Original Photo by Ksenia Chernaya
No, I’m not going to teach you how to use a screwdriver – that’s completely redundant.

What’s NOT redundant however is knowing the differences between all the screwdriver heads. You might know how to use a screwdriver, but there are so many types of screwdrivers around.

For example, do you know the difference between a Philips and a JIS screwdriver?

And why is it called a “Philips” screwdriver anyway?

That’s what you’re about to discover more in this blog post, in addition to:

  • The 6 most common types of screwdriver heads – and how they’re designated
  • Why you must use the right screwdriver for the right screw – and what can happen if you don’t

1. Flathead

image of flathead screwdriver
Also called a “slow screw driver,” this is the most basic screwdriver head – it’s just a flat indentation.

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    2. Philips

    en:User:Cburnett, CC BY-SA 3.0, via Wikimedia Commons
    Unlike the flathead screwdriver, a Philips screwdriver head has four edges that resemble a “+” sign.

    A Philips screwdriver has the designation of “PH,” followed by a size code, such as:


    • PH00
    • PH1
    • PH3

    Why is it called a “Philips” screwdriver?

    The Philips screwdriver got its name from its inventor – a man from Oregon, USA named Henry F. Philips.

    3. JIS

    It might look identical to a Philips screwdriver head, but it’s not.

    The JIS (or “Japanese Industrial Standard”) screwdriver is mainly found on screws fitted to Japanese motorcycles and scooters.

    And while a Philips screwdriver will fit into a JIS screw head, it will not bottom out. 

    A JIS screw also has a small dot next to one of the cross slots. 

    If you’d like more details about the differences between JIS and Philips, check out this video from the Motorcyclist Magazine YouTube channel:

    4. Hex (Allen)

    The name “hex” comes from the fact that the screwdriver head is hexagonal – in other words, it has six sides.

    Metric hex keys sometimes have the designation “M,” followed by a number that describes their size in millimetres, such as:


    • M3
    • M6
    • M10

    5. Pozidriv

    Arkadiusz Zarzecki, CC BY-SA 3.0, via Wikimedia Commons
    A Pozidriv screwdriver can be seen as a more advanced version of the Philips head.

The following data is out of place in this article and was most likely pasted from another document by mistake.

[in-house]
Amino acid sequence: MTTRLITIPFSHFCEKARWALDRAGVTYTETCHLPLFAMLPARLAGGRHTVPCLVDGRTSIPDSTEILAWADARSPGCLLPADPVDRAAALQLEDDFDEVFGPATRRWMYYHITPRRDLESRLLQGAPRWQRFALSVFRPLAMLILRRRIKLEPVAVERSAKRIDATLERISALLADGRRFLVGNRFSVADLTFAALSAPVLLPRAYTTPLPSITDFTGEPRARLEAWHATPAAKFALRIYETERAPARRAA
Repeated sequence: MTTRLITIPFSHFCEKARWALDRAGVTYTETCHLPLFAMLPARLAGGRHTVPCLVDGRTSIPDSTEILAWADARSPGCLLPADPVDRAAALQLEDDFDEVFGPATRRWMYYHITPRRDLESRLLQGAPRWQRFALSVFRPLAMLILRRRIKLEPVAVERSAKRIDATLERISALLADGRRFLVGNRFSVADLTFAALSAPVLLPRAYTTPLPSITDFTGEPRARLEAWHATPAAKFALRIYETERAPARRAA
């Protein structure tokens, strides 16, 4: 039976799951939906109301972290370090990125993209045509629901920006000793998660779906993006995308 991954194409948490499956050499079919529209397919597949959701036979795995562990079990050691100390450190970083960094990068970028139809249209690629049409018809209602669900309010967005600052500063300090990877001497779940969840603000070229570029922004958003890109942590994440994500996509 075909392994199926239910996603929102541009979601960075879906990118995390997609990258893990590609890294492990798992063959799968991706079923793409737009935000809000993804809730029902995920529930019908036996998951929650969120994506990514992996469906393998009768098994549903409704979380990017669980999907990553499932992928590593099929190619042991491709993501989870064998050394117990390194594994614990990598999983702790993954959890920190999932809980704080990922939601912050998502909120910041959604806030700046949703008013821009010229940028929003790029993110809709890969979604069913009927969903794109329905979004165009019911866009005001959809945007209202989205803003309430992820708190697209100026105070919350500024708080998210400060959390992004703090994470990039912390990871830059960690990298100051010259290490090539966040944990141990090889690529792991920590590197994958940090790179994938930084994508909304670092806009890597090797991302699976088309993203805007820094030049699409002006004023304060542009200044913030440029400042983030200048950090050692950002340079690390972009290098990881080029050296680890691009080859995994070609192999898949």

Often, Pozidriv is designated with a “PZ” abbreviation, followed by its size code, such as:

    1. PZ1
    2. PZ2
    3. PZ3

    And yes, the correct way to spell it is “Pozidriv,” NOT “Pozidrive.”

    6. Torx

    KMJ, CC BY-SA 3.0, via Wikimedia Commons
    A Torx screwdriver is also hexagonal but unlike a hex (or Allen) screwdriver, the edges of a Torx head are star-shaped.

    Torx screwdriver heads are designated with the letter “T,” followed by a number between 1 to 100 to indicate their size, such as:


    • T1
    • T15
    • T27

    Use the Right Screwdriver For the Right Screw Type!

    image of flathead screwdriver going into a philips screw
    Image by saulhm from Pixabay
    If there’s one thing to take away from this blog post, it’s that you must use the right screwdriver type for the right screw type.

    For example – are you removing a Philips screw? Then use a Philips screwdriver.

    In other words, don’t do it like in the image above. 

    It might be possible for another type of screwdriver to into the grooves, but if you use any other screwdriver type, you might round down the screw (especially if you use a battery-powered drill)

    What happens if the screw gets rounded down?

    Each screw head has one or several edges designed for the corresponding screwdriver.

    If you round these edges down, you’ll damage them – so much that you won’t be able to remove the screw.

    It doesn’t matter if you switch to the correct type of screwdriver afterwards – once you round down these edges, it’s more or less irreversible.

    Bottom line – just like you must use a correctly sized spanner or socket for a socket wrench, you must also use the correct screwdriver for the job.